Concern over TikTok not just about data, but also its algorithm and pushing of certain messaging: US cyber command chief
General Paul Nakasone, commander of the US Cyber Command and director of the National Security Agency (NSA), spoke to CNA on the sidelines of the Singapore Defence Technology Summit 2023.
SINGAPORE: Cyber warfare methods are increasingly sophisticated, and it takes immense preparation and the sharing of information to fend off attacks, the head of the United States cyber command said on Friday (Mar 24).
Speaking to CNA on the sidelines of the Singapore Defence Technology Summit 2023, General Paul Nakasone, commander of the US Cyber Command and director of the National Security Agency (NSA), added that the US is concerned with dual-use technology, such as artificial intelligence (AI), being used to impede free speech.
He said that apart from the data collected, social media apps like TikTok are a concern, as their unique algorithms could be used to push certain messaging.
The three-day event brought together representatives from government, industry and academia to discuss developments in defence and security capabilities.
DIGITAL AND DUAL-USE TECH
General Nakasone said that dual-use technology, such as AI and machine learning, provides both a great opportunity and challenge, and countries should be able to recognise it, adapt quickly to it and employ it in various ways.
Citing influence operations, he said that AI could be used to push a certain narrative, or to influence a particular leaning on a policy or an election.
General Nakasone said cyber threats came to the fore in 2018, when the US Cyber Command and NSA came together to deal with the threat posed by a small Russian group.
“We saw a series of actors operating outside the US trying to influence us with bots and other messages,” he said.
A strategy of quickly identifying the threat, sharing information between agencies, then finally taking action to counter it, has helped the US overcome attacks in 2018, 2020 and 2022 – the years in which America held key elections.
He said the US wants the Indo-Pacific to be a “free, open and prosperous region”, and is concerned with dual-use technology being used to impede free speech or prevent like-minded nations from building partnerships.
When it comes to social media apps like TikTok, General Nakasome said his agency is concerned not just about the data collected and who controls it, but also the algorithm employed, as it could decide what messaging is disseminated.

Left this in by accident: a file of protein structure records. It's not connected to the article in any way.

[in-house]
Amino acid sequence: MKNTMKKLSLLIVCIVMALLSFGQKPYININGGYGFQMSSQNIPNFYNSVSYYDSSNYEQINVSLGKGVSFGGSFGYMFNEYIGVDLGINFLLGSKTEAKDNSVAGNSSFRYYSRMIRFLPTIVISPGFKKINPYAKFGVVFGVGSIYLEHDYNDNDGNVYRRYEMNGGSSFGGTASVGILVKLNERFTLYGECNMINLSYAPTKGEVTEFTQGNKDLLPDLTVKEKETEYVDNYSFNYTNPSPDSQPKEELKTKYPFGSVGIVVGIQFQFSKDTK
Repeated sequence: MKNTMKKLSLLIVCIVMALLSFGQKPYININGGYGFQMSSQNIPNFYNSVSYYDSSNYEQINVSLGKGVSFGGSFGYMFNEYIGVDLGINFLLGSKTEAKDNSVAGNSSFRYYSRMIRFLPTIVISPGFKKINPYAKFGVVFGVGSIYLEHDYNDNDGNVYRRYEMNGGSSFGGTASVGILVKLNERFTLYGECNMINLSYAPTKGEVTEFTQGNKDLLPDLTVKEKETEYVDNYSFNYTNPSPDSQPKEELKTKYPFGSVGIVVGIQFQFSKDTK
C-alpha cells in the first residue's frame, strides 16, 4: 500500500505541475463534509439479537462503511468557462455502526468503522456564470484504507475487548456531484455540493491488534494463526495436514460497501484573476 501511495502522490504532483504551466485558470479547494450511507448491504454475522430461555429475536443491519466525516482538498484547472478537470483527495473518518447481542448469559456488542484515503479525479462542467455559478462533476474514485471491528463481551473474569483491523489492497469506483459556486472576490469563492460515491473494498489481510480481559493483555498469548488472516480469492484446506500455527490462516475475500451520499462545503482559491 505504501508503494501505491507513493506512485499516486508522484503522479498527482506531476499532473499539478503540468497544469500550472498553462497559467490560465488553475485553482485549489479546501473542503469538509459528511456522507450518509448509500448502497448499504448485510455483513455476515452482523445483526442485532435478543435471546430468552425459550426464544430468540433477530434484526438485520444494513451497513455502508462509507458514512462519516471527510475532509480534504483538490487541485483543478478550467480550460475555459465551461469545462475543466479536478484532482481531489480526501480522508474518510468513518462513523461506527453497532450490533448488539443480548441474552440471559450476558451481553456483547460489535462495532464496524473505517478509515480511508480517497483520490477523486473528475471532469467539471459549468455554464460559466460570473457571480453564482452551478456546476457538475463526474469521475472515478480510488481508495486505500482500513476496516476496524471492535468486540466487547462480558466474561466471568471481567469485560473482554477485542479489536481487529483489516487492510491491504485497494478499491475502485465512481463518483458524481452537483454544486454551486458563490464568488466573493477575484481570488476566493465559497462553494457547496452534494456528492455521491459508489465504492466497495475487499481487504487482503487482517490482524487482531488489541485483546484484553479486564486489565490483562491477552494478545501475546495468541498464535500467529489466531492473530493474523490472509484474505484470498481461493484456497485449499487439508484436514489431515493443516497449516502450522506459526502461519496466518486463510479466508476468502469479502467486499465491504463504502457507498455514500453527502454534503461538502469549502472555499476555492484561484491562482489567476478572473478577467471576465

“And the final piece is we're concerned about the ability for a foreign nation to have rapid access to millions of phones that are utilising this social application,” he noted.
When asked about the threat posed by China on cybersecurity issues, General Nakasome did not go into specifics.
He said the US takes all its adversaries seriously with vigilance, and noted that the level of sophistication involved in cyber warfare is one of the takeaways from the ongoing Russia-Ukraine war.
“First of all, these are very difficult operations to actually plan for and most importantly conduct,” he said.
He also acknowledged the “impactful” level of cybersecurity that Ukraine has built up over the past four years.
“Preparation matters. The preparation that Ukraine did in terms of being able to raise the level of cybersecurity, is incredibly important,” he said.
He stressed the importance of partnerships and collaboration not just within the government, but also with foreign partners and private sector players.
“The learning experience really begins with the sharing of intelligence, and being able to share that intel with close partners. That's something we do every single day,” said General Nakasone.
COUNTERING CYBER ESPIONAGE
He said the US is concerned about a range of ways in which cyberattacks can happen, including enemies using ransomware to affect a country’s economy and its citizens’ daily lives.
Another concern is of enemies breaching and gaining control of critical infrastructure, along with the conduct of influence operations that could alter the outcome of elections.
On how the US counters cyber espionage efforts from other countries, General Nakasone said it employs a strategy called “Defend Forward”.
“We have conducted hunt-forward operations at the request of foreign governments to bring in eight to 10 personnel, to actually work with that partner to hunt on their networks, find adversaries' malware, find their tradecraft and then expose it,” he said.
“This has been done in 22 countries on 70 different networks over the past several years.”
Section 702 of the Foreign Intelligence Surveillance Act, or FISA, which lets the US government conduct targeted surveillance of foreign individuals located outside the US, will expire at the end of this year, unless it is reauthorised by Congress.
General Nakasone said the section lists a “very set and defined series of responsibilities”, and is governed by the US constitution and laws.
It is a multi-level operation involving “a series of different overseers”, and is based on the trust and confidence of the American people, he said.
“My message is that we have a culture of compliance (and) being able to follow the rules at the National Security Agency. This is impactful. This is one of the things that I think really warrants the reauthorisation of this act,” he said.